Victoria fall short in thrilling finish
MCC 321 and 183 drew with Victoria 327 and 177 for 3 - scores level
Winning the toss and batting first on a good wicket, the MCC scored rapidly, Hammond making some very large hits, the best of which were two sixes and eight fours. Fleetwood-Smith was severely punished, conceding 19 runs in one over, while from another Hammond hit him for 6, 4, 4, 4. Sutcliffe was third out at 153, after batting two hours and having scored seven fours. Tate came in at five wickets down for 175, and after a slightly uncertain start made some very good strokes through the covers and on the leg side, and altogether hit fifteen fours. He and Bowes added 53 for the last wicket, the Yorkshireman losing his wicket in an endeavour to give Tate the bowling.
Very little play was possible owing to rain on the second day when Victoria carried their total from 9 for 0 to 48 for 1, but on the third day there was some very bright cricket, Victoria's six left-handed batsmen keeping the MCC field constantly on the shuffle. Darling, mainly by means of powerful on-drives and cover drives, hit twelve fours in an admirable innings, while later Ebeling hit out vigorously, claiming 15 off one over from Bowes, and Ironmonger was actually in while 40 runs were added, which must be almost a record for the veteran bowler, who is considered the world's worst batsman.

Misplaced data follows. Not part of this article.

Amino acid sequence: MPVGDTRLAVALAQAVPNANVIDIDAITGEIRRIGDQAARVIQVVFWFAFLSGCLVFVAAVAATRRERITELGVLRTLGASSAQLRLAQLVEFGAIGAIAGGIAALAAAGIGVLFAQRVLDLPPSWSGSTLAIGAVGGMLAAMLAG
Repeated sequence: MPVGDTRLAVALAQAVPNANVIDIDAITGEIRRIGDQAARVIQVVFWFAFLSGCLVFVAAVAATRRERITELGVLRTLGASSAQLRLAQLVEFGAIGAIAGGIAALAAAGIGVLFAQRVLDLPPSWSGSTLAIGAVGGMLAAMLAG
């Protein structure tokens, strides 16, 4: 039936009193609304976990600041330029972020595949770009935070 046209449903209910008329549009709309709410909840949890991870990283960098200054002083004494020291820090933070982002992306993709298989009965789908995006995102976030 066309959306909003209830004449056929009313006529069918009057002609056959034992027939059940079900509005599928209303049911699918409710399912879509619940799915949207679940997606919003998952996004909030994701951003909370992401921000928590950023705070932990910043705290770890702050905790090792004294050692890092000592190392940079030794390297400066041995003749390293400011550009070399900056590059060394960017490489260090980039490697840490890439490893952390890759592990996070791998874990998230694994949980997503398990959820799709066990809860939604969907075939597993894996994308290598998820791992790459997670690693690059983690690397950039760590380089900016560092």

The final day was most exciting. The English batting broke down and Wyatt gave the home side a sporting chance of victory, leaving them two hours for 178 runs. Rigg and Bromley playing brilliant cricket scored so rapidly that when the last over was called only seven runs were required for victory. Six were scored off the first seven balls and then off the final ball of the match Rigg was caught with the totals level, Mitchell taking an easy catch off Bowes.